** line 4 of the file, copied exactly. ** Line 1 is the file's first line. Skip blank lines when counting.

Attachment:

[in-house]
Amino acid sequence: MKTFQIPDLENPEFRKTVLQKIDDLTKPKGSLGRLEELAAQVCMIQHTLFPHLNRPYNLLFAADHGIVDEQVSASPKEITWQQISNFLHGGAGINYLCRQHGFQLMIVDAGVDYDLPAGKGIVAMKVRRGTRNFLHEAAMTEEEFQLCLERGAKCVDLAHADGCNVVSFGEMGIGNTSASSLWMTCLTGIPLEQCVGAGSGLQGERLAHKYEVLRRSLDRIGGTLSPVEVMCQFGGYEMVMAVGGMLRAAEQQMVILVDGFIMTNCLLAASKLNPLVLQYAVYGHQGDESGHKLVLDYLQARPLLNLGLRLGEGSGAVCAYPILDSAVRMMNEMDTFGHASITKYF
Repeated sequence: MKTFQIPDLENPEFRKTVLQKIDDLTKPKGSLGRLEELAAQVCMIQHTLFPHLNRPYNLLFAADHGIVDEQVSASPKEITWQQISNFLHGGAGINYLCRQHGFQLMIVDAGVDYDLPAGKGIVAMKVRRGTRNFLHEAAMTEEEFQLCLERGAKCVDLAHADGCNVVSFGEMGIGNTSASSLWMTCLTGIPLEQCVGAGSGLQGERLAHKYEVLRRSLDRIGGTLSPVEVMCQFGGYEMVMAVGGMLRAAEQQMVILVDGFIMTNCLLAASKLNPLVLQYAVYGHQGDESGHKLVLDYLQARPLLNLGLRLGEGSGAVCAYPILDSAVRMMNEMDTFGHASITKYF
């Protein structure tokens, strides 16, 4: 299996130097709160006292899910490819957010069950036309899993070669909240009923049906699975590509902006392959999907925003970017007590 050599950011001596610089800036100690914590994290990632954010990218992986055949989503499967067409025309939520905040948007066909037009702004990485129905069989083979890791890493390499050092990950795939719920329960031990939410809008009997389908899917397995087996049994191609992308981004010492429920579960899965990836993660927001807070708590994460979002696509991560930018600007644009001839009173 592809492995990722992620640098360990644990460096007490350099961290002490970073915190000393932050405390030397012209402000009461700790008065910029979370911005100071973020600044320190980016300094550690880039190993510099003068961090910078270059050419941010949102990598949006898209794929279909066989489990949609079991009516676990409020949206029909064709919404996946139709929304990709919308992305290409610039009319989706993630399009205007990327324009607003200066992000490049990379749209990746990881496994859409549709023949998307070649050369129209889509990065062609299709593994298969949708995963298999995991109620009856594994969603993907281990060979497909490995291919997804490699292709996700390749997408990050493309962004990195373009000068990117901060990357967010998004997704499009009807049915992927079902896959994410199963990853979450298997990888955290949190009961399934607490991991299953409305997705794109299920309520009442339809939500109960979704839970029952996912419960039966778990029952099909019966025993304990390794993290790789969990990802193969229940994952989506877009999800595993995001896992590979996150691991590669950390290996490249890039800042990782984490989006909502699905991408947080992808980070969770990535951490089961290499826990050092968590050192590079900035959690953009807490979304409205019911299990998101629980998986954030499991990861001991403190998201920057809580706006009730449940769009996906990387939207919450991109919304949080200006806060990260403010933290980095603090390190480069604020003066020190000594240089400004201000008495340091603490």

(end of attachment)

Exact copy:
């Protein structure tokens, strides 16, 4: 299996130097709160006292899910490819957010069950036309899993070669909240009923049906699975590509902006392959999907925003970017007590 050599950011001596610089800036100690914590994290990632954010990218992986055949989503499967067409025309939520905040948007066909037009702004990485129905069989083979890791890493390499050092990950795939719920329960031990939410809008009997389908899917397995087996049994191609992308981004010492429920579960899965990836993660927001807070708590994460979002696509991560930018600007644009001839009173 592809492995990722992620640098360990644990460096007490350099961290002490970073915190000393932050405390030397012209402000009461700790008065910029979370911005100071973020600044320190980016300094550690880039190993510099003068961090910078270059050419941010949102990598949006898209794929279909066989489990949609079991009516676990409020949206029909064709919404996946139709929304990709919308992305290409610039009319989706993630399009205007990327324009607003200066992000490049990379749209990746990881496994859409549709023949998307070649050369129209889509990065062609299709593994298969949708995963298999995991109620009856594994969603993907281990060979497909490995291919997804490699292709996700390749997408990050493309962004990195373009000068990117901060990357967010998004997704499009009807049915992927079902896959994410199963990853979450298997990888955290949190009961399934607490991991299953409305997705794109299920309520009442339809939500109960979704839970029952996912419960039966778990029952099909019966025993304990390794993290790789969990990802193969229940994952989506877009999800595993995001896992590979996150691991590669950390290996490249890039800042990782984490989006909502699905991408947080992808980070969770990535951490089961290499826990050092968590050192590079900035959690953009807490979304409205019911299990998101629980998986954030499991990861001991403190998201920057809580706006009730449940769009996906990387939207919450991109919304949080200006806060990260403010933290980095603090390190480069604020003066020190000594240089400004201000008495340091603490």